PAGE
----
Apple's AirDrop protocol can accidentally leak your email address and phone number to any Apple device nearby, five German researchers have discovered. They say Apple has known of this problem — which makes 1.5 billion devices vulnerable — for nearly two years, but add that they've got a possible solution.
"It is possible to learn the phone numbers and email addresses of AirDrop users -- even as a complete stranger," states a website put up by the researchers (opens in new tab). "An attacker just requires a Wi-Fi-capable device and physical proximity to a target."
- Ransomware gang wants Apple to 'buy back' stolen blueprints
- The best Mac antivirus software
- Plus: iPhone 13 concept is stunning — and has everything
"Apple users are still vulnerable," the site adds. "They can only protect themselves by disabling AirDrop discovery in the system settings and by refraining from opening the sharing pane."
How to protect yourself
To make sure you're not vulnerable to these attacks, you'll want to set your AirDrop to "Receiving Off" on an iPhone or iPad, and to "Allow me to be discovered by No One" on a Mac.
You might also want to turn off Wi-Fi and Bluetooth when you're not using them, although it's not clear whether doing so will actually turn off AirDrop.
Alternatively, you could just let "Everyone" send you AirDrop files, because then there won't be any exchange of email addresses or phone numbers. You might end up seeing a lot of disturbing images sent by other iPhone users, though.
How AirDrop initiates connections
When your AirDrop-enabled device is ready to share a file, it broadcasts an encrypted form of your phone number and/or email address (whichever is tied to your Apple account) to anything within Wi-Fi or Bluetooth range.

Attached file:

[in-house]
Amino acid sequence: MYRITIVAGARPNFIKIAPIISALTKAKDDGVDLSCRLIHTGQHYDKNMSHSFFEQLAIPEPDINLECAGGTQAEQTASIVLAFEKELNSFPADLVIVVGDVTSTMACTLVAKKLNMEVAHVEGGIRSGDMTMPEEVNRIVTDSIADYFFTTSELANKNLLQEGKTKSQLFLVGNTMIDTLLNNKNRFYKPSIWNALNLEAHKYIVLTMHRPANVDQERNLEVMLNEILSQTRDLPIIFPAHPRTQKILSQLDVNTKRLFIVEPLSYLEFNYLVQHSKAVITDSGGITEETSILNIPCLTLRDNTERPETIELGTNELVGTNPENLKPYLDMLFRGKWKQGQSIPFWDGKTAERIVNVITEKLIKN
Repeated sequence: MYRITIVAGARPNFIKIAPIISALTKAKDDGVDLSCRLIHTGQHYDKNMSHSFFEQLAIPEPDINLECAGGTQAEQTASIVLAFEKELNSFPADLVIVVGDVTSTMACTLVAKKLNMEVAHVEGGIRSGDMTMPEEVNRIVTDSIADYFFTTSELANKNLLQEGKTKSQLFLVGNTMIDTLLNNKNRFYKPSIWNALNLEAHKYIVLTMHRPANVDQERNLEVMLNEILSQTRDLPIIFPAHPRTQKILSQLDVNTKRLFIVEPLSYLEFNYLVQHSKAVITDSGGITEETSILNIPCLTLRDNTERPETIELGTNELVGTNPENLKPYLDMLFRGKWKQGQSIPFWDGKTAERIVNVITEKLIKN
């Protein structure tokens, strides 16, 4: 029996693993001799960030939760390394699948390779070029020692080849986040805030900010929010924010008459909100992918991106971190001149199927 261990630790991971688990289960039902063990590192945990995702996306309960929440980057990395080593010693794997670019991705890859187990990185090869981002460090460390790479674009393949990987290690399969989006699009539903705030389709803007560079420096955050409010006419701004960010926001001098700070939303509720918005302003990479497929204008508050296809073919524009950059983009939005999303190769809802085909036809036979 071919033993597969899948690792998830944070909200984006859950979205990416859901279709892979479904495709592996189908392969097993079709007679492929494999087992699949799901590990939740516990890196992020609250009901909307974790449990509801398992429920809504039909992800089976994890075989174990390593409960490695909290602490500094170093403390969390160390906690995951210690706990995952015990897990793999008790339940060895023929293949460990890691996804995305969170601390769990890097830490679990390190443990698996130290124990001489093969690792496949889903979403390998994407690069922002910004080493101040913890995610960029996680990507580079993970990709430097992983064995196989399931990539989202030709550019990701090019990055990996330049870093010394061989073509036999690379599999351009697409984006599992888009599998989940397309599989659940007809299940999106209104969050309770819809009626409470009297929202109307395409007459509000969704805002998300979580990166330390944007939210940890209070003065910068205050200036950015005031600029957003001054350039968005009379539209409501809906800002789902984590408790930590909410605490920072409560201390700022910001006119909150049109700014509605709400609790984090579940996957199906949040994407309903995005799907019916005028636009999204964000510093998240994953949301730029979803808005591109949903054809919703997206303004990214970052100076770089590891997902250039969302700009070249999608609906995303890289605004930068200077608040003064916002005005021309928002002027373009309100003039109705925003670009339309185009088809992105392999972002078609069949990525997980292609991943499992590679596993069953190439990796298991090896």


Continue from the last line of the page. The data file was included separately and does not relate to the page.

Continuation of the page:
It does this so that other Apple devices with AirDrop set to the "Contacts Only" default can check to see whether you're in their users' contact lists in case you want to connect. (Devices with AirDrop set to "Everyone" doesn't perform this check, but still receive the encrypted phone numbers or email addresses.)
The Apple devices don't broadcast actual phone numbers or email addresses. Rather, they send out "hashes" of those values, i.e. long strings of text you get when you run text through fixed mathematical algorithms.
For example, the phone number 1 (212) 555-1212, with spaces and parentheses removed, would come out of the SHA-256 hashing algorithm that AirDrop uses as "26321368f6c23510f79a21085024dd5a4f958e6c22dc057a358d1b5a1fc5c932."
Other Apple devices check those hashes against the hashes of email addresses and phone numbers they have in their own contact lists. If a match is made, then those devices reply to yours with their own email and phone-number hashes.
If both devices have each other's contact information in their Contacts list, then an AirDrop connection is made and files can be shared. (Again, the "Everyone" setting skips this check and just shares files with anyone.)
Sounds good, but there's a problem
The problem is that while hashes are supposed to be irreversible — you shouldn't be able to dial back a hash to get the original phone number or email address — that's not exactly how it works in real life.